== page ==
Knowing Fear: Science, Knowledge and the Development of the Horror Genre
Tracing the development of horror entertainment since the late 18th century, this study argues that scientific discovery, technological progress, and knowledge in general have played an unparalleled role in influencing the evolution of horror. Throughout its many subgenres (biological horror, cosmic horror and others) and formats (film, literature, comics), horror records humanity's uneasy relationship with its own ability to reason, understand, and learn. The text first outlines a loose framework defining several distinct periods in horror development, then explores each period sequentially by looking at the scientific and cultural background of the period, its expression in horror literature, and its expression in horror visual and performing arts.
54 pages matching never in this book
Results 1-3 of 54
What people are saying - Write a review
We haven't found any reviews in the usual places.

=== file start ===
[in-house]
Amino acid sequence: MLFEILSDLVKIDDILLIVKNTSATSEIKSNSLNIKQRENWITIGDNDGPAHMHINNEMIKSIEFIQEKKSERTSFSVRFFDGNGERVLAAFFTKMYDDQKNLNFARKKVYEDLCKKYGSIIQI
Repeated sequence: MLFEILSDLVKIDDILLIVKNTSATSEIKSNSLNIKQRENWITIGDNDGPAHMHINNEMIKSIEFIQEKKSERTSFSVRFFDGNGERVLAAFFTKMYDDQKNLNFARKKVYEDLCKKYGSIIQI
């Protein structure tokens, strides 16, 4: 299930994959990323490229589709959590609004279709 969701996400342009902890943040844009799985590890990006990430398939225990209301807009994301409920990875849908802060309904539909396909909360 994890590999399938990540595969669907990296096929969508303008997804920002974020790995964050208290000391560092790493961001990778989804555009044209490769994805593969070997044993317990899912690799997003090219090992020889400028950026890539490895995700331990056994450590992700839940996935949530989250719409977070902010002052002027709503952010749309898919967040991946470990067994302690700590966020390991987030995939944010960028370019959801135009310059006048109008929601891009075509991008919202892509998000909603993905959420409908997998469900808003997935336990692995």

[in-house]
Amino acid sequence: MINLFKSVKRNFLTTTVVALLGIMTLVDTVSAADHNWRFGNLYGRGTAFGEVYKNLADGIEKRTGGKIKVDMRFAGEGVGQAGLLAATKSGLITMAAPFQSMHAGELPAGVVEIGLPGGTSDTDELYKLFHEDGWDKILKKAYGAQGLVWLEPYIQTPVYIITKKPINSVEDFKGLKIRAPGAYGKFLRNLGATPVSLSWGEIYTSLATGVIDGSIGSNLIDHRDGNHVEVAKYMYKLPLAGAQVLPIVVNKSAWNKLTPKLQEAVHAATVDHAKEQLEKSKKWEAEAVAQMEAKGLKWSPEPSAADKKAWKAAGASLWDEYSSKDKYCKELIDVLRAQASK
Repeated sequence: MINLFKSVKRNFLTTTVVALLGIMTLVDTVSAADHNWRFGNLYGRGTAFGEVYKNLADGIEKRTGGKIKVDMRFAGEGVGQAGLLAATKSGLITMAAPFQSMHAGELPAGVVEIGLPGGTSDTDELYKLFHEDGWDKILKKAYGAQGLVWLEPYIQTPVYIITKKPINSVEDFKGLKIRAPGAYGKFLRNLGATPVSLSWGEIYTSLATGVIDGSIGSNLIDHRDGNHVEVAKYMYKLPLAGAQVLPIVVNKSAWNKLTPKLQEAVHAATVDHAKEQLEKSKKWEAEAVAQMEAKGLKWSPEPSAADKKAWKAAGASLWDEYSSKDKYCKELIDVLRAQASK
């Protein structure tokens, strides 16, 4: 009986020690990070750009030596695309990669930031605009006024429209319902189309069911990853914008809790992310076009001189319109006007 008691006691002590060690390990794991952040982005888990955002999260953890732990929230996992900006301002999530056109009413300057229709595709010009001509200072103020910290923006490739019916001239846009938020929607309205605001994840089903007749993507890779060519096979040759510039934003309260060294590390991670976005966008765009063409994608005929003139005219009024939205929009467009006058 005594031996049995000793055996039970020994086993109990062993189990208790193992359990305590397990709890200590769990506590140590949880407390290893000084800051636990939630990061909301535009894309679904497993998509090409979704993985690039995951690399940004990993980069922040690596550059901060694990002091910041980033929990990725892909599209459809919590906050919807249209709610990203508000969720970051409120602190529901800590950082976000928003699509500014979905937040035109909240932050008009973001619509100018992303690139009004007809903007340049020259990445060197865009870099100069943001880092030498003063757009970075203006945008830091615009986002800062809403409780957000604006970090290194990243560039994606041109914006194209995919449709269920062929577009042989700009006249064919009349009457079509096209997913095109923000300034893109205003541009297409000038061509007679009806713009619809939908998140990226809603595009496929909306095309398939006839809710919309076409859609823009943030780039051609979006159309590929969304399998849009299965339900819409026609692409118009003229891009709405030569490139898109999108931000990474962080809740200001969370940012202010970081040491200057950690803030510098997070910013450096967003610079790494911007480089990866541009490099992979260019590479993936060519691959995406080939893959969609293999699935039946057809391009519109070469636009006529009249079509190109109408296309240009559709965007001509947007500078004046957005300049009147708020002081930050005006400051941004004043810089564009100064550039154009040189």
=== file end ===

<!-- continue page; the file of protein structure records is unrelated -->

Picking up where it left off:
Horror in the Arts
16 other sections not shown
Other editions - View all
alien American ancient animals audience became become Bela Lugosi believe body Boris Karloff Buffy castle claimed corpse creature crime Cthulhu Cthulhu Mythos culture dark dead death demon depicted discover doctor Dracula Earth evil experience explore fear forces Frankenstein Frankenstein's Monster ghost stories girl Gothic Gothic fiction Gothic novel Guildea H. P. Lovecraft haunted Helsing Hill House horror fiction horror films horror genre horror movies horror stories human Ibid Jekyll kill killer King knowledge literary living mad scientist medieval mind modern monster Moreau murder mystery Mythos narrator nature Necronomicon night nineteenth century novel occult play plot popular produced psychic Psycho psychological science fiction scientific sexual skeptic slasher slasher films society soul spirit spiritualist Stephen King supernatural tale television terror themes theory tion torture traditional truth turned vampire victims Victorian violence weird witches woman York zombie